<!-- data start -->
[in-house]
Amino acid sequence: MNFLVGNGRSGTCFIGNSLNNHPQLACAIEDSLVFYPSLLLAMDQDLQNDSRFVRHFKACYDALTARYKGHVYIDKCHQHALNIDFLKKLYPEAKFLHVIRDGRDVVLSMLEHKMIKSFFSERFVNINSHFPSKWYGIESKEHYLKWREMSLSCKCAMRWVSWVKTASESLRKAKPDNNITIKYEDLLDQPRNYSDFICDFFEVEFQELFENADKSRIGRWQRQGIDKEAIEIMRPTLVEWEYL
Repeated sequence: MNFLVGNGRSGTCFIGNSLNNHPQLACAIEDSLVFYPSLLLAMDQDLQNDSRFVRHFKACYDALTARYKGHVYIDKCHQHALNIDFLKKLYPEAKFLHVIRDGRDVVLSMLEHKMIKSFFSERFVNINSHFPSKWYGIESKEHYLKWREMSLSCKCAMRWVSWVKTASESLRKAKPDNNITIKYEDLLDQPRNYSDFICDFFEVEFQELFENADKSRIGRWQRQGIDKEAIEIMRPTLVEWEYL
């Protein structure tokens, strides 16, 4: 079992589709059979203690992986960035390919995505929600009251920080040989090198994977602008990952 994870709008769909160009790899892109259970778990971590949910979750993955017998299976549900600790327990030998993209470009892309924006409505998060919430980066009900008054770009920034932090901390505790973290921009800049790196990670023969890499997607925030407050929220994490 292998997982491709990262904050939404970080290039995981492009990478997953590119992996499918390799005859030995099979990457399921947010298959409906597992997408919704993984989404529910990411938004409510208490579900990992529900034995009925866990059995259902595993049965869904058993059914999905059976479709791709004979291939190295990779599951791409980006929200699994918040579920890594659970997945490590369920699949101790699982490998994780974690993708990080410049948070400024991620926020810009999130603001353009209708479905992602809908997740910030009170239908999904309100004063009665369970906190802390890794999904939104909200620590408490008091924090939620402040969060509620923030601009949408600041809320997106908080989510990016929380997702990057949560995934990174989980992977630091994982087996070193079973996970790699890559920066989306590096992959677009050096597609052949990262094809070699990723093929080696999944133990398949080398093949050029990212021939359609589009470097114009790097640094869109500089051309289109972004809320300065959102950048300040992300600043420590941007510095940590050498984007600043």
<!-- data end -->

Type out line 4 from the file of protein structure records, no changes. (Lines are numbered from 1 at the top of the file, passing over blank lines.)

């Protein structure tokens, strides 16, 4: 079992589709059979203690992986960035390919995505929600009251920080040989090198994977602008990952 994870709008769909160009790899892109259970778990971590949910979750993955017998299976549900600790327990030998993209470009892309924006409505998060919430980066009900008054770009920034932090901390505790973290921009800049790196990670023969890499997607925030407050929220994490 292998997982491709990262904050939404970080290039995981492009990478997953590119992996499918390799005859030995099979990457399921947010298959409906597992997408919704993984989404529910990411938004409510208490579900990992529900034995009925866990059995259902595993049965869904058993059914999905059976479709791709004979291939190295990779599951791409980006929200699994918040579920890594659970997945490590369920699949101790699982490998994780974690993708990080410049948070400024991620926020810009999130603001353009209708479905992602809908997740910030009170239908999904309100004063009665369970906190802390890794999904939104909200620590408490008091924090939620402040969060509620923030601009949408600041809320997106908080989510990016929380997702990057949560995934990174989980992977630091994982087996070193079973996970790699890559920066989306590096992959677009050096597609052949990262094809070699990723093929080696999944133990398949080398093949050029990212021939359609589009470097114009790097640094869109500089051309289109972004809320300065959102950048300040992300600043420590941007510095940590050498984007600043």